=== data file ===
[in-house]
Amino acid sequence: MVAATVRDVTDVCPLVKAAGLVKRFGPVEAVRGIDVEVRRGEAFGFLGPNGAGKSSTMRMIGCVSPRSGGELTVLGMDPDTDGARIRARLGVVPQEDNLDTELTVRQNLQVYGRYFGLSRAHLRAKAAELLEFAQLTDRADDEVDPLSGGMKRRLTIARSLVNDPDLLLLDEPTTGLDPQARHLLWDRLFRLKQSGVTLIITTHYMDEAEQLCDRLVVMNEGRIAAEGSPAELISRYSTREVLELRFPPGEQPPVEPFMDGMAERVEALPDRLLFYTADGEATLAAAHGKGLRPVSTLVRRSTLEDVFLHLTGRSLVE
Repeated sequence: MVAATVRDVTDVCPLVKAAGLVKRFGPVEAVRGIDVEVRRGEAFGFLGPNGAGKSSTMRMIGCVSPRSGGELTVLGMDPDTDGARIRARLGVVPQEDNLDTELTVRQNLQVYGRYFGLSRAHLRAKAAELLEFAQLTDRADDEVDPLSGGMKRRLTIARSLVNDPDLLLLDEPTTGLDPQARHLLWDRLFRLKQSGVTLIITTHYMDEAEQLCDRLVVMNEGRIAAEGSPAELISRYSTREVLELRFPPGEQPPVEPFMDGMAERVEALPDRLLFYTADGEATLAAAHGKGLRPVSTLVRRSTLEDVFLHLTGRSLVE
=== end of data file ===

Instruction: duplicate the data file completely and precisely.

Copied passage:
[in-house]
Amino acid sequence: MVAATVRDVTDVCPLVKAAGLVKRFGPVEAVRGIDVEVRRGEAFGFLGPNGAGKSSTMRMIGCVSPRSGGELTVLGMDPDTDGARIRARLGVVPQEDNLDTELTVRQNLQVYGRYFGLSRAHLRAKAAELLEFAQLTDRADDEVDPLSGGMKRRLTIARSLVNDPDLLLLDEPTTGLDPQARHLLWDRLFRLKQSGVTLIITTHYMDEAEQLCDRLVVMNEGRIAAEGSPAELISRYSTREVLELRFPPGEQPPVEPFMDGMAERVEALPDRLLFYTADGEATLAAAHGKGLRPVSTLVRRSTLEDVFLHLTGRSLVE
Repeated sequence: MVAATVRDVTDVCPLVKAAGLVKRFGPVEAVRGIDVEVRRGEAFGFLGPNGAGKSSTMRMIGCVSPRSGGELTVLGMDPDTDGARIRARLGVVPQEDNLDTELTVRQNLQVYGRYFGLSRAHLRAKAAELLEFAQLTDRADDEVDPLSGGMKRRLTIARSLVNDPDLLLLDEPTTGLDPQARHLLWDRLFRLKQSGVTLIITTHYMDEAEQLCDRLVVMNEGRIAAEGSPAELISRYSTREVLELRFPPGEQPPVEPFMDGMAERVEALPDRLLFYTADGEATLAAAHGKGLRPVSTLVRRSTLEDVFLHLTGRSLVE